Breakout Rooms: The conversation does improve (I notice) when students are in pairs or threes in breakout rooms. Anymore than that seems to start becoming unwieldy again. Plus this is an obvious break from the “teacher led” main room and it seems students feel more able to say what they want and more thrown back on their own resources. That said, one student told me about their “last year teacher” who left them in breakout rooms chatting for half an hour at a time – for me a step too far! There have also apparently been complaints about this sort of thing, presumably from parents of younger students who don’t see the value (which I would agree with). This though, also tends to rely on small grouyp dynamics and while you may have a group that get on “professionally”, they might not have a lot to say to each other. One group will be going all guns blazing and not got past discussion point two, while the next group down will have “Finished teacher., which is usually code for “we took turns to say our answers to each other and then stopped”.

Problem based tasks / Mysteries: This has been my most successful task yet, but equally, I have yet to replicate it. It was a 20 questions mystery about a man on a train who murders a lady and is arrested and let go by the police. Readers who remember paper may know it from Mario Rinvolucri’s 1984 “Grammar Games”. My class found this deeply engaging and what was meant to be a short(ish) lead-in to passive structures ended up being most of the lesson. I like the focus of problem-based teaching in general, and I like the way that students really have to think and discuss together to find a solution, but being somewhat restricted by a grammar-based syllabus, I find it difficult to find problem-based tasks for specific language areas, because of course, that’s not the way langauge works!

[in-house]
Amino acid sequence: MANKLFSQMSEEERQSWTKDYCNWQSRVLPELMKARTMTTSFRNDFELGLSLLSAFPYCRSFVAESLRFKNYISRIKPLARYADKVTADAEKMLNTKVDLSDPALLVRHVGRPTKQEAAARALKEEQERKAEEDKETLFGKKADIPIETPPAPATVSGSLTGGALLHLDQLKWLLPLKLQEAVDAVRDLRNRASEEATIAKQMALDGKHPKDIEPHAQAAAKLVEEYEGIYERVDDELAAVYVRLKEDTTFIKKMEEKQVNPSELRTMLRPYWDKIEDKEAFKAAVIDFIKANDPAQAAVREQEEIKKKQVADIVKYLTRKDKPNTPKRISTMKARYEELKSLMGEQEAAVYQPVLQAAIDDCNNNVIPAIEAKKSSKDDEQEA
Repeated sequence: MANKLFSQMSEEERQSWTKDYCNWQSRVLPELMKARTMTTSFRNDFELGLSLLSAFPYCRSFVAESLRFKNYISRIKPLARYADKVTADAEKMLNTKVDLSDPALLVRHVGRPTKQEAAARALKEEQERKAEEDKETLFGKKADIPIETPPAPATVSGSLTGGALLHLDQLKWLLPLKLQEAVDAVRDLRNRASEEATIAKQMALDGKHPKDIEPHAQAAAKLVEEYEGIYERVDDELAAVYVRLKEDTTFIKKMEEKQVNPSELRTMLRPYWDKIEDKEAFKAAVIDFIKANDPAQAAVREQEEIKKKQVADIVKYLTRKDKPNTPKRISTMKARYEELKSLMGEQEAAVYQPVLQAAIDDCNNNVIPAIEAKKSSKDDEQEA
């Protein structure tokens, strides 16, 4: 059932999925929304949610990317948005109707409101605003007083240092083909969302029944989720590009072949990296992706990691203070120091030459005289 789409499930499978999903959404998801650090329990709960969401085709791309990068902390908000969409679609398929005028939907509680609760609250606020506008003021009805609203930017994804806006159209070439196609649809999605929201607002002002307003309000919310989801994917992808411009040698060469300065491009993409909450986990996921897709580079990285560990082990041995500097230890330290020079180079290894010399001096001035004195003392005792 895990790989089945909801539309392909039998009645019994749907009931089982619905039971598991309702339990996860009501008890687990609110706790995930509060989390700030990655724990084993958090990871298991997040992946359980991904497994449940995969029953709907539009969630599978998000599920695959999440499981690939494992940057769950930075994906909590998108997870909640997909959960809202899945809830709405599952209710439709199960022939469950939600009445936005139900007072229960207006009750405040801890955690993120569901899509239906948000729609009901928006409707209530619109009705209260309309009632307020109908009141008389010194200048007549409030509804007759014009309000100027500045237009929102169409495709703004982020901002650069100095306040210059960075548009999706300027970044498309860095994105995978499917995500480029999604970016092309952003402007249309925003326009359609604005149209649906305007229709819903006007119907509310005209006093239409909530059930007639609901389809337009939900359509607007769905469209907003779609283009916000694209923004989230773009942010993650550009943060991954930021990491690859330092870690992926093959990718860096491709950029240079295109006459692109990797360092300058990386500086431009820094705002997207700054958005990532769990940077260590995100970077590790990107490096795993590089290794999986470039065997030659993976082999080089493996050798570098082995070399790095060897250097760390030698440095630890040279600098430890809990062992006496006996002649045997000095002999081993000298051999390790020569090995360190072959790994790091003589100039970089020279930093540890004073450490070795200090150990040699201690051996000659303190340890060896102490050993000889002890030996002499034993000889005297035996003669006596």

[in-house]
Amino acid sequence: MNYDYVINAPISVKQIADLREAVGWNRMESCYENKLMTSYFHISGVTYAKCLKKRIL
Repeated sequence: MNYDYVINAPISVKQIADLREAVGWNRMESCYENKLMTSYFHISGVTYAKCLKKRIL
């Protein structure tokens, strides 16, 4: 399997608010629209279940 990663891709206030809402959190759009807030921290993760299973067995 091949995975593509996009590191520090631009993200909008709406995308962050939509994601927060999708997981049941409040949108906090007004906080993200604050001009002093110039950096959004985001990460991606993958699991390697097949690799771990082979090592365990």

Variety: Kahoot & Baamboozle are good ways of changing the vibe in the lesson and I do use these relatively regularly, but these are still quite teacher-led and don’t really promote interaction between students. It occurs to me as I write this that I could of course share the link for a Baamboozle grid with the class and give them screen control in small groups of four (two teams of two), per breakout room. I shall try that.

Free Talk – which is something I remember from my own school days and learning GCSE French. Usually at the end of the lesson our teacher, who had presumably run out of lesson plan, would give us five minutes free talk. It inevitably ended up being done not in French, but in English. I sometimes offer this to my class as a beginning to the lesson, while we are waiting for latecomers, especially as I have students who know each other in real life, but who don’t see each other due to the restrictions. They will do it anyway, so I might as well make it official!

Not Worrying About It – which is what I do most of the time, except of course that even when I don’t worry about it, I do….. It is easy enough to say “this is just the way things are right now” and you can only do so much. My aim for pretty much every lesson is that the students get something positive out of the experience – linguistically and emotionally – because God knows we all need to take it a little bit easy on ourselves and not worry so much.

But still. Any advice is appreciated!

Main picture credit: Photo by Birmingham Museums Trust on Unsplash